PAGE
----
In opposition to the sanctions motion, AllRide argued that the alleged spoliation did not prejudice WeRide because they produced their 2018 source code. In particular, AllRide argued that the two companies can simply compare WeRide’s alleged trade secrets to the source code AllRide produced to determine liability. The court rejected this argument, reasoning that AllRide’s acts of spoliation raise questions as to the actual authenticity of the source code that was produced. The court found that without AllRide’s internal emails, WeRide had no method of testing AllRide’s claim that the 2018 source code was authentic; because of AllRide’s “mass spoliation,” WeRide could not test whether the 2018 source code was inconsistent with the destroyed documents.
In awarding sanctions against the individual defendants, the court reasoned that a CEO can be personally responsible for spoliation committed by its employer, and that an employer can similarly be responsible for the spoliation of its employee under general principles of agency law. The court reasoned that the individual defendants knew, knew of, or had reason to know of AllRide’s spoliation because they were in “a position of authority and or control.”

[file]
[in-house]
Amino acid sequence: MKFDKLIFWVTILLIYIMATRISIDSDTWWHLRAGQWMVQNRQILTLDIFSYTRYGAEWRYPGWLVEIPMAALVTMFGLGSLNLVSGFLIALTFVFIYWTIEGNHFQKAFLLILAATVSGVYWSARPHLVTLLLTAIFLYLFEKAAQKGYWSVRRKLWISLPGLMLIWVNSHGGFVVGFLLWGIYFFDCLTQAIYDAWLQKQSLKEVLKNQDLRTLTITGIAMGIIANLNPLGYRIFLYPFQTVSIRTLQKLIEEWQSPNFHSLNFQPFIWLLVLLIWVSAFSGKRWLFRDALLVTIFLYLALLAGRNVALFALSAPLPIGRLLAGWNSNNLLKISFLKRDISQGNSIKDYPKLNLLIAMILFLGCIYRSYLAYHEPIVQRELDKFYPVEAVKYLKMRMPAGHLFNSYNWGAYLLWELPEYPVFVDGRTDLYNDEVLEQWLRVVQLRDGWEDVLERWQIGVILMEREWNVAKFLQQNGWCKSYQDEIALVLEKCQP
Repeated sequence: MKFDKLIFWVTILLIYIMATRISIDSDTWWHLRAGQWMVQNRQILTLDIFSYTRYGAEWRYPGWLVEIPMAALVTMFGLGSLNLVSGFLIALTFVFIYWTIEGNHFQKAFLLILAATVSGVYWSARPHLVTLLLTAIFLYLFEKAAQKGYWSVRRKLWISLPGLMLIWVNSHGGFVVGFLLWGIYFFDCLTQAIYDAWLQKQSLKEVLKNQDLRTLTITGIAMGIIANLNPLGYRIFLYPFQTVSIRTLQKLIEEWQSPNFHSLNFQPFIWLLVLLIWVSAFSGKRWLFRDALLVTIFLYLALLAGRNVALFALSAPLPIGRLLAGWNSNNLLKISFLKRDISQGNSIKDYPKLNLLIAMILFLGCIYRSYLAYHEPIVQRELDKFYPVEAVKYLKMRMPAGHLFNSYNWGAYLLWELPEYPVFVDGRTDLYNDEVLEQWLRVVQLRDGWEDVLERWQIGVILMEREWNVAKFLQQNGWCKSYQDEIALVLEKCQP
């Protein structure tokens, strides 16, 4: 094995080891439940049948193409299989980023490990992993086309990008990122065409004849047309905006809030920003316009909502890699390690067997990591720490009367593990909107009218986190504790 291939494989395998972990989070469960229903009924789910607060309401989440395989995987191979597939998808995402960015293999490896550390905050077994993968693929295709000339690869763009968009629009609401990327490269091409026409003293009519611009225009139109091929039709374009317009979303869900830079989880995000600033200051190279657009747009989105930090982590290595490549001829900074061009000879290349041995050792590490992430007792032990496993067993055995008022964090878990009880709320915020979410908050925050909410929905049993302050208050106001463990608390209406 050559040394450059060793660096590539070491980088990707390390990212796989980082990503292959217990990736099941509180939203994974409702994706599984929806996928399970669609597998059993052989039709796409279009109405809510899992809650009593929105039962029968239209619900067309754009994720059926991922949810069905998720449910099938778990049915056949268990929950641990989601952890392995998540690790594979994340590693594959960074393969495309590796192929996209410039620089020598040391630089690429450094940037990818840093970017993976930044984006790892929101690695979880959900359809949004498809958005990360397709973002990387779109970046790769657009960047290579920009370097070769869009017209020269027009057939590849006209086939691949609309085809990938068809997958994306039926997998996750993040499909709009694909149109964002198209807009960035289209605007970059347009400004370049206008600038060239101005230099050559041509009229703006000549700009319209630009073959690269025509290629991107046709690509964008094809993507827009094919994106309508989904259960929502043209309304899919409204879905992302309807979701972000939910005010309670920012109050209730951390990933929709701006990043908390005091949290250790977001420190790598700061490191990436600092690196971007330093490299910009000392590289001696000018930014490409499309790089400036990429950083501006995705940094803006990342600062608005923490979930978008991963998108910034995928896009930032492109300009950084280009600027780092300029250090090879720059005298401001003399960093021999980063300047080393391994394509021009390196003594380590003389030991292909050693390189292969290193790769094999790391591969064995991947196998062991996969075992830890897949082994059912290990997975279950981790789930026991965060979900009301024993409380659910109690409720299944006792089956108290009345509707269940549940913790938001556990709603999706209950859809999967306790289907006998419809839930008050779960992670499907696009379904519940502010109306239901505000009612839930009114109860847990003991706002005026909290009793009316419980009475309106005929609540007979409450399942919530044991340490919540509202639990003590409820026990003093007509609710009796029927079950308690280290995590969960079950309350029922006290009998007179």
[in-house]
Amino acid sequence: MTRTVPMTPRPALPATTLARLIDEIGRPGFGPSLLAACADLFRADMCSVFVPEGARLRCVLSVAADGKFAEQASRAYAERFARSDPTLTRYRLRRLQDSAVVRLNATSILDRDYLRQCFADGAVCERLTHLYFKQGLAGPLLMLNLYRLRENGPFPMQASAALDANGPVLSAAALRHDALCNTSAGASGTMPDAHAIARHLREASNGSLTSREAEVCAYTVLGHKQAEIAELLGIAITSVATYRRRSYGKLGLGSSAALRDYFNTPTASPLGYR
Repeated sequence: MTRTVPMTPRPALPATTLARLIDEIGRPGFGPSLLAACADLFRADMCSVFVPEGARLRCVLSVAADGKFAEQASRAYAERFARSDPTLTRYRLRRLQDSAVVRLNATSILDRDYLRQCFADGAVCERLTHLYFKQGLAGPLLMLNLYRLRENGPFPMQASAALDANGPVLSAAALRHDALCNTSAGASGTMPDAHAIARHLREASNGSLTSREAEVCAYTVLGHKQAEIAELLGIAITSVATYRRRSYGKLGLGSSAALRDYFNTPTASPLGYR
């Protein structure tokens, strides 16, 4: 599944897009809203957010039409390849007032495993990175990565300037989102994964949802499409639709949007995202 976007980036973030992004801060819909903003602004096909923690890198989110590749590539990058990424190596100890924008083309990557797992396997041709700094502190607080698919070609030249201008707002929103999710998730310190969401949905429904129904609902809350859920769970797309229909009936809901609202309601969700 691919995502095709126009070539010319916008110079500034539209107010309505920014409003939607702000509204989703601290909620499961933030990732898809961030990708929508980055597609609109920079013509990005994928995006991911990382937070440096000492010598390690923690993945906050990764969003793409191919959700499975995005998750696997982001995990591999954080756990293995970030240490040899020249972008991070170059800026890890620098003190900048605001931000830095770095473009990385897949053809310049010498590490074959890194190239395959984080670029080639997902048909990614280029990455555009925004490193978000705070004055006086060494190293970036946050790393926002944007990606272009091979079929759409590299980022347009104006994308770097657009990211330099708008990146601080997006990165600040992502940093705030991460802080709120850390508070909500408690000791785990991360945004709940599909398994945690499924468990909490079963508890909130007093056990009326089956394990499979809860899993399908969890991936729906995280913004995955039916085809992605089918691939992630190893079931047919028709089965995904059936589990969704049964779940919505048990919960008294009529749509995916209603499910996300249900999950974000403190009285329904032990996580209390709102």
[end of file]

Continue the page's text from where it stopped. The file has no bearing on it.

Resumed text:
Although entry of default against defendants would mean WeRide would prevail on its claims without it having to satisfy the difficult burden of actually proving each element of its claims, the court declined to impose lesser sanctions. The court reasoned that adverse jury instructions were “too mild and vague” to sufficiently cure the prejudice to WeRide because the spoliation essentially deprived WeRide of the evidence it needed to prove their case.
Businesses should consider with their counsel potential measures that may allow them to avoid ending up like the AllRide defendants. To that end, we offer the following takeaways from the WeRide case.
The WeRide case illustrates the importance of taking proactive steps to preserve potentially relevant evidence as soon as litigation is reasonably believed to be on the horizon. Delaying these efforts until the actual complaint is served may result in unintended spoliation that cannot be reversed.
Businesses should incorporate into their data deletion and archiving policies (if any) directives to follow when litigation is reasonably believed to be on the horizon, including confirmation that a litigation hold instruction trumps deletion and archiving programs/policies. They should also address how to implement a litigation hold instruction when received, such as changes to the deletion/archiving programs/policies to accommodate a litigation hold.
Businesses should not assume that they will be able to avoid sanctions if they can offer other evidence relating to the destroyed documents (e.g., the litigant offers the final report but not the emails that led up to the report because the litigant destroyed the emails). A court with a sanctions motion before it may consider whether the spoliation has compromised the movant’s ability to prove its case and attack the non-movant’s evidence.